At what point do the San Antonio Spurs finally move on, close the window and begin life post-Three Amigos? It’s going to happen eventually.
Just not this season.
The Spurs, for those who have forgotten, have forged the best regular-season record in the Western Conference the last two years. Though that doesn’t guarantee anything in the playoffs, obviously it does indicate that San Antonio belongs in that precious group of teams capable of winning the whole thing.
It’s going on six years since the Spurs claimed their last of four titles in the Duncan-Popovich Era. Six years is an eternity in pro sports, and it would be foolish to think that the Spurs of now are just as qualified as the Spurs of then to be the last team standing in June.
Dismissing their chances is just as foolish. Defending conference champ Oklahoma City Thunder and the rebooted Los Angeles Lakers are the class of the West by most accounts, leaving the Spurs as a second thought in the Larry O’Brien chase.
But these Spurs are deep and athletic beyond Tim Duncan, Manu Ginobili and Tony Parker. Kawhi Leonard has a makeup to be something beyond just a Bruce Bowen-type defensive stopper. Youngsters such as Tiago Splitter, Danny Green, Cory Joseph and French-import Nando De Colo give the league’s best coach options.
And, as Gregg Popovich points out, these Spurs are hungry. They were two wins away from facing the Miami Heat in the Finals. They head into 2012-13 with something to prove before it’s too late.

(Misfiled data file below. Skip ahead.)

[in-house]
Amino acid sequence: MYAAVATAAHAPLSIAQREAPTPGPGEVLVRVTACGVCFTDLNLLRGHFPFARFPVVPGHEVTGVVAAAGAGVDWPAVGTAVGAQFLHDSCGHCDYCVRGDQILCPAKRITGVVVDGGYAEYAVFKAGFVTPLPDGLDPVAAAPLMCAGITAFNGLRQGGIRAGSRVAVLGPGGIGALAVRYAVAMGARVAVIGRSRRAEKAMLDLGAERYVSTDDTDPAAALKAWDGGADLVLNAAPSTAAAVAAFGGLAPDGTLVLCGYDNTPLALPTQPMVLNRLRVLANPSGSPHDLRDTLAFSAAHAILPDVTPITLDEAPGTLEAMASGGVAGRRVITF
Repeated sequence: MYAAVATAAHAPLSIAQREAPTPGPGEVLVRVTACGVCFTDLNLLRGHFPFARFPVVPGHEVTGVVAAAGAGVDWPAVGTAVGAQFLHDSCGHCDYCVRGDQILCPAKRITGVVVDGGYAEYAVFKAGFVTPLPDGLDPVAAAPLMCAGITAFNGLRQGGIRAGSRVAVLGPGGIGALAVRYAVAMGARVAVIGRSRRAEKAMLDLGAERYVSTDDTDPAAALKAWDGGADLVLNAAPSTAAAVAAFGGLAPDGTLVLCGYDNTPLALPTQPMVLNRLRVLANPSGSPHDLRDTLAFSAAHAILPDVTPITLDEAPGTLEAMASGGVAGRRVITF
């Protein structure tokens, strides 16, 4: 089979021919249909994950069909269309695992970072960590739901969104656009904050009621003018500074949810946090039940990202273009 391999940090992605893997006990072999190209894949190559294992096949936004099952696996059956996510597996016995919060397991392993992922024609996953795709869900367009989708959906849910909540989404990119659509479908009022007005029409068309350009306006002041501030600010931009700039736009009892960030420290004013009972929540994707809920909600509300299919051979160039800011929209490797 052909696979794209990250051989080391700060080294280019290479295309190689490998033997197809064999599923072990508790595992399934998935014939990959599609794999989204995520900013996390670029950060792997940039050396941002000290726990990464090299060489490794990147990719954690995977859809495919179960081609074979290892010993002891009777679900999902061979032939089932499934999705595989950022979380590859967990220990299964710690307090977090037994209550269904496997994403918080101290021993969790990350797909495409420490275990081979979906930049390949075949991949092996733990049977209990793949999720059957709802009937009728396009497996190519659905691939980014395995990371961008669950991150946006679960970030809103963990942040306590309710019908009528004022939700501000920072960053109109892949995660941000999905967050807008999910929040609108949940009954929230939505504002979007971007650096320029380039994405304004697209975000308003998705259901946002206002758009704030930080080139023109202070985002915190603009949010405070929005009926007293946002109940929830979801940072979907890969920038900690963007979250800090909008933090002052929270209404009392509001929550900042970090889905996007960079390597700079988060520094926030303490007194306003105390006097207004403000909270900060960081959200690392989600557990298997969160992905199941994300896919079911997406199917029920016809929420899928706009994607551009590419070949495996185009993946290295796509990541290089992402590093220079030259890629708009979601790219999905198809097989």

“We’re still feeling the pain of that loss to Oklahoma City,” Popovich said. “When you’re in the conference finals and you’re up 2-0 and you don’t get it done, that hurts. Obviously you give them credit, they’re a heck of a team, but it doesn’t take the hurt away. I think we still all feel it very, very much.
“That’s a good thing. We gotta use that as fuel. That was a very, very, very tough loss. It’s our job to just see what else we can do to combat that youth and that talent, and we’ve got some ideas and we’ll see what happens.”
Last season: 50-16, lost to Oklahoma City in conference finals.
Coach: Gregg Popovich (17th year, 847-399)
Top returnees: PF Tim Duncan, G Manu Ginobili, PG Tony Parker. Key additions: G Nando De Colo.
X-Factor: F Kawhi Leonard has the ability and mental makeup to become a fourth wheel on the San Antonio wagon. Leonard wants to be more than just a lockdown defender and spot-up shooter in the corner. After spending his rookie season guarding the best scorers in the league from Kevin Durant to Kobe Bryant to LeBron James, Leonard spent the summer handling the ball and learning to run the offense. Pop placed a high ceiling on Leonard and he’s ready to reach it.
Strengths: No team in the league has more continuity and organizational knowledge than the Spurs. Popovich’s system has avoided getting stale over the years, which is a testament to his genius. San Antonio has morphed into an efficient offensive club able to attack from every spot on the court. Parker breaks down defenses, Duncan is still solid on the block and Manu’s planned improvisations wreak havoc. G Gary Neal, G/F Danny Green, G/F Stephen Jackson and F Boris Diaw understand and execute their roles.
Weaknesses: Much to Pop’s dismay, defense has slipped recently. The Spurs were middle of the pick in most key defensive categories last season, including points allowed and opponent’s field-goal percentage. The lack of a true basket-protecting presence alongside Duncan has been an issue. The Spurs don’t force many steals or block many shots.
Outlook: Duncan arrived in camp in excellent shape, buoyed by a new three-year contract and driven to collect a fifth ring. Parker and Ginobili still qualify as an upper-tier backcourt, even if Manu comes off the bench. The rotation has quality depth at almost every position, with the only real question at center. It Tiago Splitter is a dependable big man able to defend and rebound, the Spurs have to feel really good about their chances.